First Deputy Governor of the Bank of Ghana, Dr Maxwell Opoku-Afrai has said that infrastructure and human capital development are key drivers of economic growth and transformation.
He explained that in the area of human capital development, the free Senior High School (SHS) introduced by the Government in 2017 is a novel programme aimed at ensuring free access to education for all children in recognition of the role education plays in fostering long-term economic growth and development, and poverty reduction.
Financing of the free SHS programme, he said, has definitely come at a cost to the fiscal authorities, but we know that this initiative has immense long-term benefits.
The Finance Minister, just last month, disclosed in Parliament that the nation has spent about GH¢7.6 billion on the ‘Free SHS’ programme, with about GH¢4.2 billion (about 55 per cent) coming directly from Government revenue, and the remaining GH¢3.4 billion (about 45 per cent), from the Annual Budget Funding Amount (ABFA) – which is the amount of petroleum revenue allocated for spending in the budget, he said, adding that, the long term sustainability of the free SHS programme will depend largely on the country’s capacity to mobilize domestic revenue to continue to support this worthy and critical initiative.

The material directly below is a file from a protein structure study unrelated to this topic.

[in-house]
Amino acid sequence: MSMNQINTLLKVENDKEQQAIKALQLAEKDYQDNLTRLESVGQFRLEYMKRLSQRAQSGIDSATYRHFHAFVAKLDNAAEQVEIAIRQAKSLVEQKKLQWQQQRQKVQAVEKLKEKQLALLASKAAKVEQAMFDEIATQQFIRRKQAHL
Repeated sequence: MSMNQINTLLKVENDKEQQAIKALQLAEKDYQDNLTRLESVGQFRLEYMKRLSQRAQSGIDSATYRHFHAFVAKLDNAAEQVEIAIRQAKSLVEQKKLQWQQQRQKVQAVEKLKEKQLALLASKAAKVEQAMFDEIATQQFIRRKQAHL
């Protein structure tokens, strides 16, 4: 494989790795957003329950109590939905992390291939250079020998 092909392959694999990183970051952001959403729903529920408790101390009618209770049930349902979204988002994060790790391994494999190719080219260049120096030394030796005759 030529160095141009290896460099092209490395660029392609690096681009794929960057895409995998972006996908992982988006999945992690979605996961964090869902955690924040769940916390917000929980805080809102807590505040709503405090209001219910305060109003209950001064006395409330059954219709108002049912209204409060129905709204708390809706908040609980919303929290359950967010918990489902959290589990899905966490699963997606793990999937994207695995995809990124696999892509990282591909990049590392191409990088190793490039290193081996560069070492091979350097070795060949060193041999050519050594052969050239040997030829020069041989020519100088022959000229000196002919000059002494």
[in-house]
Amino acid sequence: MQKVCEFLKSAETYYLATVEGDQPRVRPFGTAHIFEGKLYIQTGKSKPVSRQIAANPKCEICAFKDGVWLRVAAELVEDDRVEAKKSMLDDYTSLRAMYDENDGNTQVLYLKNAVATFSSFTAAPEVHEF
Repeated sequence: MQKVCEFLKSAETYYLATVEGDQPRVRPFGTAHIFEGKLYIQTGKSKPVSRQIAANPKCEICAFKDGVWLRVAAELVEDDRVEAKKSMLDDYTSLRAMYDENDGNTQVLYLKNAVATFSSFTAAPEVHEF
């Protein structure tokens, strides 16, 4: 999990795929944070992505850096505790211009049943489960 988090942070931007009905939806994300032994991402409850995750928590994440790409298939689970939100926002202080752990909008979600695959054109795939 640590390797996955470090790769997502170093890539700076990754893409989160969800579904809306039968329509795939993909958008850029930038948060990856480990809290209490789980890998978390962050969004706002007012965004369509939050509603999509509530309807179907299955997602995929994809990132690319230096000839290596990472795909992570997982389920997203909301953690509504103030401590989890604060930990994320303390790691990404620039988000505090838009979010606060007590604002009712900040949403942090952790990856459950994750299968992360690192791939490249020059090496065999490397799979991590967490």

Delivering a public lecturer at the University of Ghana Business School on Thursday September 2, on the topic “Re-thinking development financing: macroeconomic management when the love is gone” Dr Opoku-Afari said “Economic diversification and transformation would also require significant investments in infrastructure such as energy (generation, transmission and/or distribution of electricity); transportation (roads, rails, airports, ports and harbors); telecommunications; oil and gas; as well as mining and tourism infrastructure.
These, he said, will be critical to boost the much needed inclusive growth, drive development, and help alleviate poverty. Infrastructure supporting social services such as health, education and sports and cultural centres, among others also remain critical and are vital for growth and development including improving on the quality of life.
“The Ghana Beyond Aid Charter and Strategy Document estimates that Ghana’s infrastructure needs are about US$7 billion annually over the next 10 years.
“This is the kind of investment needed to push us into that upper middle income class. But there are constraints. And I must say that these are staggering numbers which will require a new paradigm shift in the way we finance development. How do we finance these projects to ensure improvement in living standards of Ghanaians?
“As we think of how we finance these projects, we need to be conscious of the fact that we also faced a major constraint—an optimization problem requiring us to control total public debt exposure to ensure high debt levels do not constrain growth and poverty reduction efforts.
“This is where we need a reality check on what it means and what it takes to “eat solid food and chew bones”. This is where I will focus on creating the capacity for government to deliver the public goods needed for the private sector to thrive. And with capacity I mean, defining creative ways of delivering fiscal space for financing development to close the staggering infrastructure deficit.